A Libyan court on Wednesday sentenced to death by firing squad 45 militiamen for killing demonstrators in Tripoli during the 2011 uprising against dictator Muammar Gaddafi, the justice ministry said.
It was the highest number of death sentences passed by a Libyan court in a single case since the overthrow of Gaddafi's regime seven years ago.
Dozens of demonstrators were killed on August 21, 2011 when pro-regime militiamen opened fire near the Abu Slim district of the capital as rebel forces closed in on the capital, eight months into a NATO-backed revolt.
The ministry said in a statement that 54 other defendants were sentenced to five years in jail, 22 were acquitted, and three others had died before the verdict was reached.
The case against three other defendants was closed without a reason stated.
Gaddafi, who had ruled the country since a 1969 coup, was killed in October 2011 near his hometown of Sirte, south of the capital.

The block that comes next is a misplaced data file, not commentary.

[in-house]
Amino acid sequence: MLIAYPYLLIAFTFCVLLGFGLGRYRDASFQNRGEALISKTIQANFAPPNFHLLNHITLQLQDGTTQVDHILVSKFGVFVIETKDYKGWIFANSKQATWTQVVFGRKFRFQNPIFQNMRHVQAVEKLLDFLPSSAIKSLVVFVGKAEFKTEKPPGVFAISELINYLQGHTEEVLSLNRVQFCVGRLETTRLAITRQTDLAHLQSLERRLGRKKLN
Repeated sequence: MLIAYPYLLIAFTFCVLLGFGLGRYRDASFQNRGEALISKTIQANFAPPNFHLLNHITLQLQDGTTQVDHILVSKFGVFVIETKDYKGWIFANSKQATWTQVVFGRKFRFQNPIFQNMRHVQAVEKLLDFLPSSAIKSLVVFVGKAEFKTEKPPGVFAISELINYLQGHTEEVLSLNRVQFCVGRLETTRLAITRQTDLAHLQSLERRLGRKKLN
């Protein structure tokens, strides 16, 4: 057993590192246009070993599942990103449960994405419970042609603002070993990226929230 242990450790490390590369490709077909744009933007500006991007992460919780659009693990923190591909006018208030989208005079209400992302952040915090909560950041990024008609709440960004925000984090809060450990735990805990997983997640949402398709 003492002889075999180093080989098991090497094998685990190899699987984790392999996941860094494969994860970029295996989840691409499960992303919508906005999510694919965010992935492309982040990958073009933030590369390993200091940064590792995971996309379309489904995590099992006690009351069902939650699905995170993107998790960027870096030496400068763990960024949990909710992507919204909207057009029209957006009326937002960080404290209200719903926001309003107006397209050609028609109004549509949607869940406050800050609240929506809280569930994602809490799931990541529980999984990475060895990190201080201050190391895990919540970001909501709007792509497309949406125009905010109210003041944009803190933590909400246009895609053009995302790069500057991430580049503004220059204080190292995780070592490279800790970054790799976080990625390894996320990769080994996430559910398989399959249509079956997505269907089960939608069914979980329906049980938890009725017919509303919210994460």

Libya has been wracked by chaos since the uprising, with two rival authorities and a myriad of militias vying for control of territory and the country's vast oil wealth.
An agreement struck in Paris in May to hold elections by the end of this year has done little to calm tensions.
Taking advantage of years of chaos, people smugglers have established Libya as a major transit point for African migrants seeking to reach Europe.
On top of insecurity and violence, ordinary Libyans have been hard hit by power cuts, fuel shortages and sharp rises in the price of basic goods.